By LAUREN GIBBONS
Special to the Record-Eagle
LANSING — A widely supported bill that would prevent property tax increases for owners who transfer family owned land has a high chance of becoming law before the end of the year.
Its sponsor, Rep. Peter Pettalia, R-Presque Isle, said the bill primarily would benefit families who own cottages or lakefront property.
Current law decrees that the taxable value of a home cannot increase from one year to the next by more than 5 percent or the increase in the consumer price index.
When property is sold or transferred, the restriction doesn't apply, and property taxes generally increase to reflect the value of the property.
That law can put families planning to pass on their cottages or waterfront property in a bind, Pettalia said.
If taxes jump to a level the new owners cannot afford, properties that have belonged to the same family for generations are in danger of being sold to non-relatives, resulting in loss of family history, he said.
"Once it leaves the family, it's gone forever, and the heritage associated with it will be lost," Pettalia said. "My bill would protect that history."
The proposal has seen support from both sides of the aisle. When the House approved the bill this year, 106 legislators voted in support and only four voted no.
Fiscal analysts from both the House and Senate concluded the change would lower state and local property tax revenue, but couldn't determine an exact amount because the value of real estate varies greatly.
The biggest potential negative impact would be on local governments and school districts, which use property tax dollars to help fund operations. Some associations representing those entities support the bill, but others remain wary of its potential implications.
Deena Bosworth, legislative coordinator for the Michigan Association of Counties, said its membership supports the measure, despite the potential ramifications it could have on property taxes in cottage-heavy areas.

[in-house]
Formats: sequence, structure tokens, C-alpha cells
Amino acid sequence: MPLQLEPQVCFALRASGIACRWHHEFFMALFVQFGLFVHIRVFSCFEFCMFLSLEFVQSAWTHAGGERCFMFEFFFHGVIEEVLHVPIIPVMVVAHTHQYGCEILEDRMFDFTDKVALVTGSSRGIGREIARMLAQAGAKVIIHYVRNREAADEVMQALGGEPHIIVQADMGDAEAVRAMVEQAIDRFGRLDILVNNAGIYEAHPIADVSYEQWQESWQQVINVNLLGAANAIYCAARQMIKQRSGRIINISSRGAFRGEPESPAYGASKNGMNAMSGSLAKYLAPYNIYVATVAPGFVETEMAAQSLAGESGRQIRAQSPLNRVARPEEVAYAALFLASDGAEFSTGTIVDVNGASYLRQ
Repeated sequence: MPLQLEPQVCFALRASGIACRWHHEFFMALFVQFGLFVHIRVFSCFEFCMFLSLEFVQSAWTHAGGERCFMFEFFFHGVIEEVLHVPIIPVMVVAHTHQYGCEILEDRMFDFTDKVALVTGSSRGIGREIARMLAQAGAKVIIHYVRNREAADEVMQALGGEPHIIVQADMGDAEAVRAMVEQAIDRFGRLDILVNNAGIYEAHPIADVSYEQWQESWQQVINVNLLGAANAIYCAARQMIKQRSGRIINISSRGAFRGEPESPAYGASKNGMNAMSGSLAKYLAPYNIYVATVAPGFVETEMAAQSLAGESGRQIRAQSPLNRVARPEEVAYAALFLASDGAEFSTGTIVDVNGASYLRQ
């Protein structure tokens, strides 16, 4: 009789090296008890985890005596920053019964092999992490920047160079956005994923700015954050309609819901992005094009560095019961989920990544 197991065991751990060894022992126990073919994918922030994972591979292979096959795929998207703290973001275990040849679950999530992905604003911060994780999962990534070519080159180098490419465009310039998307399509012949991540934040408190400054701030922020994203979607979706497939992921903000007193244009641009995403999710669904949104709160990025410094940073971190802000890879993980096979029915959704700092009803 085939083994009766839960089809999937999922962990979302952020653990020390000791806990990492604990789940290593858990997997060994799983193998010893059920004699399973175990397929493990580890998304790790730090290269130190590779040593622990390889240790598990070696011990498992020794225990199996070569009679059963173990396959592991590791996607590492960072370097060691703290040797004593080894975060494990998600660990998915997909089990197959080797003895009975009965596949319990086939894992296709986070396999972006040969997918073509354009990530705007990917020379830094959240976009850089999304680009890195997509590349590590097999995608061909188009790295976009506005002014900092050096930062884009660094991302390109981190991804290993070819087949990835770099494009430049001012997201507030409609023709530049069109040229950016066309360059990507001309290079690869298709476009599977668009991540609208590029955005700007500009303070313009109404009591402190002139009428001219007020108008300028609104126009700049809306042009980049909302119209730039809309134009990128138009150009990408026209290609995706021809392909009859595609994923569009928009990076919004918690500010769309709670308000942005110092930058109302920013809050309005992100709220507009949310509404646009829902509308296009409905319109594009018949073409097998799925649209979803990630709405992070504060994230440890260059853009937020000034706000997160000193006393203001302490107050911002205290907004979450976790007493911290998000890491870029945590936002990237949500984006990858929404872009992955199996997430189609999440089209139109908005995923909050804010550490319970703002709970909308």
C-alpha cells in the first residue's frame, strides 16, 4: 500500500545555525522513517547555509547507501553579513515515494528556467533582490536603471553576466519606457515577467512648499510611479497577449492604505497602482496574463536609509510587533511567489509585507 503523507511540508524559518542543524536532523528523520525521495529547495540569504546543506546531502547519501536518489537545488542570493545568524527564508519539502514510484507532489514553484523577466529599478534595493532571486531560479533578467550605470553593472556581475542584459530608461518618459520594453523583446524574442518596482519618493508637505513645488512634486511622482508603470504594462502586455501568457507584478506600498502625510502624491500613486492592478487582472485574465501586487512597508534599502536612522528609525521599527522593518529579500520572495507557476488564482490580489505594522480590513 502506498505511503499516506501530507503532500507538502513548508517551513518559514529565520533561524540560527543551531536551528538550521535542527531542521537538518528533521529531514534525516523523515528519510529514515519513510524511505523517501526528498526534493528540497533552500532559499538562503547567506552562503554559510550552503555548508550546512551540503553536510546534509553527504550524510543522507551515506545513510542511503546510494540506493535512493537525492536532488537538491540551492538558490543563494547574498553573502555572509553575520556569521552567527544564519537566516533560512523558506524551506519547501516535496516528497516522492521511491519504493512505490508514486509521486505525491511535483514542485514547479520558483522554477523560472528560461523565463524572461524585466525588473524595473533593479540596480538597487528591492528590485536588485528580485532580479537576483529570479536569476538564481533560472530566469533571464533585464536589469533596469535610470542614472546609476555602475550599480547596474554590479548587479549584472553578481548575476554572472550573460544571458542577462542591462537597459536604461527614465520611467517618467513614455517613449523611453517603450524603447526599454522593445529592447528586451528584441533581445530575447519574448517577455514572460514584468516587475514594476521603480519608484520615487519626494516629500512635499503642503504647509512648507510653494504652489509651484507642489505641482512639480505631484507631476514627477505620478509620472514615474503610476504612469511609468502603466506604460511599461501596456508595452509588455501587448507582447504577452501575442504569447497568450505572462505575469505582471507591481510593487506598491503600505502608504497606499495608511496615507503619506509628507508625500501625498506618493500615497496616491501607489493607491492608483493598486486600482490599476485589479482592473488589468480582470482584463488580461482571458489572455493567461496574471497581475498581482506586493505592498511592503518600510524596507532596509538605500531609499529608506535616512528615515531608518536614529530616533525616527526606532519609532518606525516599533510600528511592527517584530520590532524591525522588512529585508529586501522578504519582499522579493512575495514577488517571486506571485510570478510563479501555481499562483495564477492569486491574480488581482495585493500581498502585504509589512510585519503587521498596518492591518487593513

"Typically it's not our type of bill that we'd be supportive of, but we recognize that it's family homes and vacation homes that are passed down from generation to generation," Bosworth said. "Our board voted to support it."
The Michigan Townships Association remains opposed, primarily because of the potential negative effect it could have on local units, legislative liaison Bill Anderson said.
"I'm sure this bill is a popular concept, but this bill has an impact on many local entities — schools, local governments, libraries, fire departments and others," Anderson said. "This would have an impact on all of those."
Anderson said the association also questions the legality of the bill because Michigan's constitution states all properties will move to their designated tax value when ownership is transferred, and a transfer between family members is still technically a transfer.
The Michigan Association of Realtors supports the bill, said Doug Merriam, the association's public policy director for West Michigan.
"This bill really promotes the culture of the family cottage," Merriam said. "It helps folks keep an eye towards the long term in real estate investment, and I think it's going to promote a lot of economic activity in the state."
Lauren Gibbons writes for Michigan State University's Capital News Service.